For more information visit the website: www.glyphosateresistance.org.au

Monday, September 5, 2011

Bordeaux vintage begins

Bordeaux wine grower for Chateau Bauduc, Gavin Quinney reports on their vintage with these photographs.


Hail damaged vines at Cos d'Estournel. 45% of 64 hectares around Chai were hit 1/9.


Lafite harvest started 3/9 at their parcel in St-Estephe, near Lafon Rochet. This is about 14 days early. Unfortunately the region has received a significant hail storm and the race it on to pick the fruit in good condition.

Snail Bait Application


Late winter and early spring snail levels are high. How do you bait for them? Derek Cameron spied this home made solution to applying snail bait. The grower used PVC pipe to create a hopper and shute. This was had fed with mesurol bait and run out down the rows.

Friday, August 26, 2011

Junk Bugs - Lacewing Larvae - ID Photos

Junk Bug a larval insect known for carrying a heap of debris around as camouflage.
This week we photographed these Junk Bugs. Junk Bugs are predatory insects found in your vineyard. These predators are the larval stage of Lacewings.

Lacewings go through complete metamorphosis (egg, larva, pupa, adult) and have at least two generations per year. The life cycle takes about 4 weeks depending on temperature. A female Lacewing can deposit over 200 eggs. In 4 to 5 days, the eggs will hatch into small junk bug larvae.

Lacewing larvae are brownish and can have dark reddish-brown stripes and spots (as shown).

A Junk bug (lacewing larvae) on the surface of a leaf.
They have large jaws for grasping prey and injecting a paralyzing venom. Lacewing larvae, sometimes called aphid lions, typically feed on soft-bodied insects such as aphids, mealy bugs, thrips, and Light Brown Apple Moth. The larvae develop three instars in to 3 weeks, and are 9.5 mm long when full grown. Larvae will spin a silken pale cocoon that is loosely attached to foliage. During the pupal stage they develop wings and reproductive organs.

After 5 to 7 days the adult will emerge from the cocoon and begin to mate. Adult lacewings have chewing mouthparts, are about 18-19 mm long, and feed mostly on nectar and pollen. They can survive for about 5 to 6 weeks.

Thursday, August 25, 2011

Two Chardonnay vineyards - 14 days difference.

The most advanced Chardonnay vineyards (Left) are around the 1-2 leaf stage (EL 7-8), whilst late pruned vineyards (Right) are only at Bud-swell to Green-tip (EL 5).

It is worthwhile planning an early spray round for Powdery Mildew in vineyards that had the disease last season. This is likely to be due in 14 days for early Chardonnay vineyards.

Monday, August 1, 2011

New agrochemical container from Nufarm


Nufarm have begun to product agrochemcials in their QuikPour container.
Designed in Australia, QuikPour’s is an easy to handle 15 litre container with a large mouth and collapsible internal bladder which means it flows out at quick rate.

QuikPour’s is considered to be a good option by Nufarm because:
• No glug, no splash – safer for users.
• Lighter pack weight – 25% reduction in weight to carry compared with the current 20 litre container for OH&S benefits.
• Easy to open – designed to be opened with gloves on, no need to use a tool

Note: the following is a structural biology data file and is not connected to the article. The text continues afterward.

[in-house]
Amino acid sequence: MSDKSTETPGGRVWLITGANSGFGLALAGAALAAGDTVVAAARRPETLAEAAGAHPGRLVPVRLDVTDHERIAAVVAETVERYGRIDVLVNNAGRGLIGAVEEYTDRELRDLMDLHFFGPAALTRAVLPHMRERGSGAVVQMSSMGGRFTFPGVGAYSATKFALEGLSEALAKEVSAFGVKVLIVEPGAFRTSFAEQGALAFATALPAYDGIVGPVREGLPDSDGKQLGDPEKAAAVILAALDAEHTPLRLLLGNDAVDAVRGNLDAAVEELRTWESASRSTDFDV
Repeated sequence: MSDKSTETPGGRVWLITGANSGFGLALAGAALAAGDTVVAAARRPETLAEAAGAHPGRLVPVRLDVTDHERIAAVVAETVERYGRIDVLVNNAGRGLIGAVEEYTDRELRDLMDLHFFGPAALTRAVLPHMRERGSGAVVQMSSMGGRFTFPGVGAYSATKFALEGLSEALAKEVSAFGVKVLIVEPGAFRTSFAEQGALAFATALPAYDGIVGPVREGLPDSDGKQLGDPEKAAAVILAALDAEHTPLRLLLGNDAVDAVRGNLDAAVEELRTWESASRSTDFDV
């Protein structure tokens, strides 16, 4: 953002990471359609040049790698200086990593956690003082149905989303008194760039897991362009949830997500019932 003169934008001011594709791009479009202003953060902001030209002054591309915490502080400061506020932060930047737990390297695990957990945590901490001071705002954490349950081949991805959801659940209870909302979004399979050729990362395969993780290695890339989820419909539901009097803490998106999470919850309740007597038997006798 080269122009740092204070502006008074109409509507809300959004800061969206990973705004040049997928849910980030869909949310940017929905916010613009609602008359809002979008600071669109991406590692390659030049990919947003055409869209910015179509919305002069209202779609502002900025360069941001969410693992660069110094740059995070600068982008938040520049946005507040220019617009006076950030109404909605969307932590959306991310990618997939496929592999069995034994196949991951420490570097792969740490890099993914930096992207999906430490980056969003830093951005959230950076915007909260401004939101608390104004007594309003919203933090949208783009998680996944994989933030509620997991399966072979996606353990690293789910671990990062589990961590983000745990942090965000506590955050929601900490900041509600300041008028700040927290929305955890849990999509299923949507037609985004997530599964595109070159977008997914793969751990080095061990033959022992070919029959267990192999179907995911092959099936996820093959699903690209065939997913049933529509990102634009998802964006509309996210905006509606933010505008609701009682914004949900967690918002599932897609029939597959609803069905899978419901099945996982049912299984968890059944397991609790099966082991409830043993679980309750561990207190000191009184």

• Environmental benefits –more than 80% reduction in plastic used per litre compared with rigid plastic containers.

Abandoned vineyards - time for peer pressure

As part of CropWatch McLaren Vale and commercial monitoring I study the spread of powdery mildew (and in certain years when we have outbreaks downy mildew) from abandoned vineyards. I use these vineyards to get photos of disease and make observation of spread etc.

My considered opinion is disease does spread from abandoned vineyards to neighboring properties and that this increases the cost of disease control in adjoining vineyards.

For the big three fungal disease, powdery mildew, downy mildew and botrytis, the pressure was very high last season (Vintage 2011). High pressure last season has both positive and negative consequences for this season. If you had good control last season, then you know that your spray programme was robust, and you have a low level of disease carrying over to this season.
Powdery mildew leaves - Dec 2010.
Powdery mildew on chardonnay bunches - Dec 2012

Unfortunately if you had a significant amount of disease last season you are likely to begin this season with a higher pressure than in a clean vineyard.

Powdery mildew is influenced by the amount of inoculum inherited from last season. Downy mildew survives in the soil for a great length of time, so it will be present for many years after widespread infections in the 2010/11 season.

The first ten weeks of the season will be critical to keeping your fruit clean from both powdery & downy mildew. Powdery mildew early season control is critical to win the battle control next season’s disease this season. Downy mildew protection will also be important if we have a wet grapevine growing season.

Unfortunately there is one factor that you have no control over. How clean are neighboring vineyards? Contrary to what is often reported we can identify many situations where unprotected vineyards are having a significant build up of disease, which in turn is spreading into surrounding tended vineyards.

Downy mildew on abandoned Grenache, Whites Valley 5172 - Dec 2010.
Your proximity unsprayed vineyards will also lead to a higher risk of powdery mildew and, if weather conditions lead to 10:10:24 events, downy mildew.

Abandoned vineyards are one of the main issue the industry faces, other than an over supply of fruit, the increased disease pressure from abandoned, or poorly tended vineyards.

Abandoned vineyards are a potential host of pests and diseases and can be a significant concern for neighboring properties. Unfortunately it would seem that there is not relevant legislation that makes a basic level of care a legal requirement in South Australia. In our opinion farm owners have a moral obligation to manage the risk of an abandoned vineyard.

During Vintage 2011 several abandoned vineyards in the McLaren Vale region greatly increased the levels of powdery mildew and downy mildew in adjoining vineyards.

Approximate spread of powdery mildew by January 2011*. The 150 meter radius of disease affects five separate vineyards and significantly increases the disease pressure in these vineyards.
*This vineyard was featured in our earlier post - Vineyard Photos - What is looks like inside an abandoned vineyard.

It is now time to put pressure on farm owners who did not tend their vineyards last season. They need to be tended or pulled out for the sake of their neighbors and the sake of the wider grape industry.